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States Near NTIA Deadline

NJ Board Clears BEAD Plan, Tees Up Altice Franchise Renewal

The New Jersey Board of Public Utilities unanimously agreed Wednesday to submit to NTIA both volumes of the state’s initial proposal for the broadband, equity, access and deployment (BEAD) program. Meanwhile, with the filing deadline one week away, Wisconsin submitted its plan Wednesday and California signaled it will follow soon. Also, at the livestreamed New Jersey BPU meeting, commissioners voted 4-0 to kick off the statewide franchise renewal process for Altice’s Cablevision.

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All states and territories’ initial BEAD proposals are due Dec. 27. Ten states submitted their full initial plan to NTIA as of Friday, an NTIA dashboard shows. Louisiana last week became the first state to get full NTIA approval for its initial proposal (see 2312150047). The agency received only the first volume from 21 states and territories. It hasn’t received either volume from 24 others, though they all released drafts of both volumes.

New Jersey commissioners Wednesday authorized staff to submit the state's full initial plan to NTIA. New Jersey last month posted draft BEAD plans and sought comments (see 2311200052). The state expects that its $264 million allocation from NTIA “will be sufficient to reach all unserved locations, unserved [community anchor institutions], and underserved locations in the state with fiber service,” the volume two draft said. “The only scenario where other technologies would be selected over fiber would be when … the selection of an alternative technology would result in significantly more eligible locations receiving service from the best available technology.”

The Wisconsin Public Service Commission submitted volume two to NTIA Wednesday, a PSC spokesperson told us. Wisconsin commissioners voted at their Dec. 14 meeting to finalize the plan.

The California Public Utilities Commission will submit its full initial proposal by Dec. 27, a CPUC spokesperson said Wednesday. The commission “will adopt the rules for the BEAD Program once it receives an indication from the [NTIA] that it will accept the Initial Proposal,” Administrative Law Judge Thomas Glegola said in a Tuesday email to the service list for docket R.23-02-016. The CPUC plans to post a proposed decision on each volume, he said.

Glegola's message indicates commissioners won’t need to vote on California’s initial proposal before the agency can send it to the NTIA, said Ashley Salas, acting telecom managing attorney for The Utility Reform Network: After the state gets federal approval, the CPUC probably would incorporate any NTIA-sought changes and release two proposed decisions, which commissioners could vote on the following month under the usual procedure. If adopted, the proposals “will become the California BEAD program rules,” said Salas.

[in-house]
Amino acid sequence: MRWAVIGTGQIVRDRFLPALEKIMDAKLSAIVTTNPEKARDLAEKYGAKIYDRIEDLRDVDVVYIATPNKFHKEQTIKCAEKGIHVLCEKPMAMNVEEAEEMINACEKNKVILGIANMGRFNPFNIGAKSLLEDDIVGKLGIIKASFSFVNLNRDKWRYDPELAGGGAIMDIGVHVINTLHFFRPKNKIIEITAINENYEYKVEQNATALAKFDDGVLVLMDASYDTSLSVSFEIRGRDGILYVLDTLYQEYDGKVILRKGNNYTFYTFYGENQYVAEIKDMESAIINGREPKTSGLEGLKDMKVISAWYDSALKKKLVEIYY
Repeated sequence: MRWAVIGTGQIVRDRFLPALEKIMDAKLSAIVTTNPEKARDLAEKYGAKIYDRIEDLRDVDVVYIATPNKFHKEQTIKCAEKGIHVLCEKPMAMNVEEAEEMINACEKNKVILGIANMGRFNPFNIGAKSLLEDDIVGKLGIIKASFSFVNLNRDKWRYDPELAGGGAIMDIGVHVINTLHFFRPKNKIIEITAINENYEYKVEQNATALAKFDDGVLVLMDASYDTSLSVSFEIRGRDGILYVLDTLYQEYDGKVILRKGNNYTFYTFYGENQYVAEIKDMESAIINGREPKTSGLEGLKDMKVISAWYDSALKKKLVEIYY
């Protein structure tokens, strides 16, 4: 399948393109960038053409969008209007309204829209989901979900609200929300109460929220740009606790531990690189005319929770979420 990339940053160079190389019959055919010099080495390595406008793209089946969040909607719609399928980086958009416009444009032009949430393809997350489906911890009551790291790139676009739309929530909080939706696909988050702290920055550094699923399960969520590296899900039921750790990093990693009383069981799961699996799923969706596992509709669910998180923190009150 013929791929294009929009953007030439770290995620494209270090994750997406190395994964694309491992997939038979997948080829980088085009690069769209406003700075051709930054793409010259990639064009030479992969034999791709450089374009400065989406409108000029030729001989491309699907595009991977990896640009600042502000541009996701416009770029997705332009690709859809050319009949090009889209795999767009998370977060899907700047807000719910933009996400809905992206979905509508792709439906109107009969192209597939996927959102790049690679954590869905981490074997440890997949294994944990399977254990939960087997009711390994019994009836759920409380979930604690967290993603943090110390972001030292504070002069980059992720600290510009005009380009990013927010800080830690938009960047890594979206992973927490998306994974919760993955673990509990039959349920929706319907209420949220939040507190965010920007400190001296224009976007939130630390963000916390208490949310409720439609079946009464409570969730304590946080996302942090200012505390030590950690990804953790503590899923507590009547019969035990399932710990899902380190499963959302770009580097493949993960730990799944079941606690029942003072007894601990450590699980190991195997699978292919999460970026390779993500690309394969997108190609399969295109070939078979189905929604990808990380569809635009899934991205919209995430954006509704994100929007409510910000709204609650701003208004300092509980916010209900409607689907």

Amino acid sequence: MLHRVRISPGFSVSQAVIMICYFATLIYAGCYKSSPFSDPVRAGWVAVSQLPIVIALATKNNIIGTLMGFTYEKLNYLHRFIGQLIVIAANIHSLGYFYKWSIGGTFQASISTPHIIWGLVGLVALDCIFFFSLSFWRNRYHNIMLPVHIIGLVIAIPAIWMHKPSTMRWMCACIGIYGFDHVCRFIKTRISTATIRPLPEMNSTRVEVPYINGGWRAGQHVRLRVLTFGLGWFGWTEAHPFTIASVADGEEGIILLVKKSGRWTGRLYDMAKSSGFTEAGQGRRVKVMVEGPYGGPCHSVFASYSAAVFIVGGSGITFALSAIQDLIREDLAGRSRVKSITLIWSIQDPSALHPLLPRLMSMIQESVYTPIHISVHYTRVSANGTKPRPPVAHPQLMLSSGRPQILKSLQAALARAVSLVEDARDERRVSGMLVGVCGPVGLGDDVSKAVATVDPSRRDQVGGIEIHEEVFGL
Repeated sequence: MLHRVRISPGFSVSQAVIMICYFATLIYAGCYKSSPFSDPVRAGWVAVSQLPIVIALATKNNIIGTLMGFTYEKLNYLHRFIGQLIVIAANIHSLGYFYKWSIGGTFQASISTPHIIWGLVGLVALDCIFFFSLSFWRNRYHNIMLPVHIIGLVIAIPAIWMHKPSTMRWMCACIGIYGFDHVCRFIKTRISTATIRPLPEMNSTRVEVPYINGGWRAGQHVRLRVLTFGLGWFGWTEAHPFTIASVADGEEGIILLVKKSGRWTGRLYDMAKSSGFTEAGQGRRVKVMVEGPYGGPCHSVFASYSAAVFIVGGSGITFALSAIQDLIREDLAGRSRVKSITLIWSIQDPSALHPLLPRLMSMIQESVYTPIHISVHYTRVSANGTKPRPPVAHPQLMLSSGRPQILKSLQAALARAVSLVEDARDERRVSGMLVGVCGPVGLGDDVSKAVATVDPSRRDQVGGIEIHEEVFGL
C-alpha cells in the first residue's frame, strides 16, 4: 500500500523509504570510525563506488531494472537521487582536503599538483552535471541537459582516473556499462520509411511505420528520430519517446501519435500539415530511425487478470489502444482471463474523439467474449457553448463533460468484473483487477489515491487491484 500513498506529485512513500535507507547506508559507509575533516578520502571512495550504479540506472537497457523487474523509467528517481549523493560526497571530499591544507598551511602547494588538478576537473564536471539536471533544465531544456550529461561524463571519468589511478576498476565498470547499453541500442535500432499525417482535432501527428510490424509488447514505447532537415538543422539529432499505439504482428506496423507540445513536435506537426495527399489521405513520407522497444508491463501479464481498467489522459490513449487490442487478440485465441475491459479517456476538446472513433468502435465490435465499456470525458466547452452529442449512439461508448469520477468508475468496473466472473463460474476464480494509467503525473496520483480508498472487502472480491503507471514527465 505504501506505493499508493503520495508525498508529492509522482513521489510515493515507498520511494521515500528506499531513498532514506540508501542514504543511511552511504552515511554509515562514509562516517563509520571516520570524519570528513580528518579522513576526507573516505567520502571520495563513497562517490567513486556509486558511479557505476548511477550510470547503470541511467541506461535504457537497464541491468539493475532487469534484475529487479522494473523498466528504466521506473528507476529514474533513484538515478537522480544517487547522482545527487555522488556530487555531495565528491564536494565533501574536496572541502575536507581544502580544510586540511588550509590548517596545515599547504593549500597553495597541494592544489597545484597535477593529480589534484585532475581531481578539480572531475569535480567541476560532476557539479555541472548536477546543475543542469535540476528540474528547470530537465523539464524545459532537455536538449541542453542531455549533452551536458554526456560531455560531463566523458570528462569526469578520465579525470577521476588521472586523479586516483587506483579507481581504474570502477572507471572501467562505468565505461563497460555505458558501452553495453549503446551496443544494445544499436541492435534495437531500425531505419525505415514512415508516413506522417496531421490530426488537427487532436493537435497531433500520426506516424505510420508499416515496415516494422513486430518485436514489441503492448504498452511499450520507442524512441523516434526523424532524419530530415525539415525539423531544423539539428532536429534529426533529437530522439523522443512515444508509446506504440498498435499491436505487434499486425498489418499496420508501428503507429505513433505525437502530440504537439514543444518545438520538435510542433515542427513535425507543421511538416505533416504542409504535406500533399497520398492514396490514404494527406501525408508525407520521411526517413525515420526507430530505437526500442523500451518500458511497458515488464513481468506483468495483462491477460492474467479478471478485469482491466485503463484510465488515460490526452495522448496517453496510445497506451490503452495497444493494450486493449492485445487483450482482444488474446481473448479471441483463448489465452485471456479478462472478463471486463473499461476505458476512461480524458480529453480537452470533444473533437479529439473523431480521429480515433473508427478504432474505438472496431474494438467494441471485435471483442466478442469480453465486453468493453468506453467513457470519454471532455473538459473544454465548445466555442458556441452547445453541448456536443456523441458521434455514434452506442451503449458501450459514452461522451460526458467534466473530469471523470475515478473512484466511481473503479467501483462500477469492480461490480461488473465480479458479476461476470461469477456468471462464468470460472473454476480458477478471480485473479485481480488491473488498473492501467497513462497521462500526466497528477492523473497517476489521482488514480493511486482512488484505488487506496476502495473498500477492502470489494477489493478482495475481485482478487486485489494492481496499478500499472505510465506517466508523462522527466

N.J. Cable Franchise Renewal

The New Jersey board agreed to release an ascertainment report examining Cablevision’s past performance and identifying the community’s future cable-related needs (docket CE15111317). Releasing the report marks "the first phase of the renewal process" for the company’s system-wide franchise, said Cable and Telecommunications Director Lawanda Gilbert. The next step is for Cablevision to file a formal franchise renewal application. After that the board will hold two public hearings prior to its final review, said Gilbert. Cablevision must file an application within 90 days.

The board last renewed Cablevision’s franchise in 2016, extending it seven years, Gilbert said. The telecom director said Cablevision asserts that it has met all of its franchise commitments, including complying with consumer protection rules, providing public, educational and governmental (PEG) programming and making free basic cable and internet connections available to schools, libraries and municipal buildings. Cablevision has 39 municipalities under its system-wide franchise; the company still has local franchise agreements with 12 municipalities, according to the ascertainment report.

Cablevision is currently in compliance with line extension, PEG and consumer protection requirements, and “the material terms and conditions of its system-wide cable television franchise,” the Office of Cable Television and Telecommunications said in the report. But the office also noted complaints rose sharply after the 2016 franchise renewal, with the office receiving 1,310 written complaints about the company during the seven-year period.

Staff saw "successive increases of complaints” year to year, spiking in 2020 and 2021, the report said. "Cablevision experienced greater than normally expected increases in its complaint levels during the term of the franchise due to the change in its pro-ration policy and deficiencies in its customer service platforms during the COVID-19 pandemic." But since a New Jersey Supreme Court ruling in April (see 2304030052 and 2304030053), Cablevision returned to compliance with board rules by deploying an old policy of prorating bills when customers cancel service, the report said. "It is noted that the complaints have been trending downward since the peak in 2020," and the company remedied customer service problems found by the board's 2021 service quality investigation.

Altice "is pleased to begin the franchise renewal process in New Jersey and continue our longstanding partnership with the state" and the company remains committed to local residents and businesses, said a spokesperson:

The New Jersey board’s final meeting of 2023 was the last for Commissioner Mary-Anna Holden, whom then-Gov. Chris Christie (R) appointed in 2012. Gov. Phil Murphy (D) appointed Michael Bange to replace her. On Monday, the state Senate Judiciary Committee cleared Bange for a full Senate vote.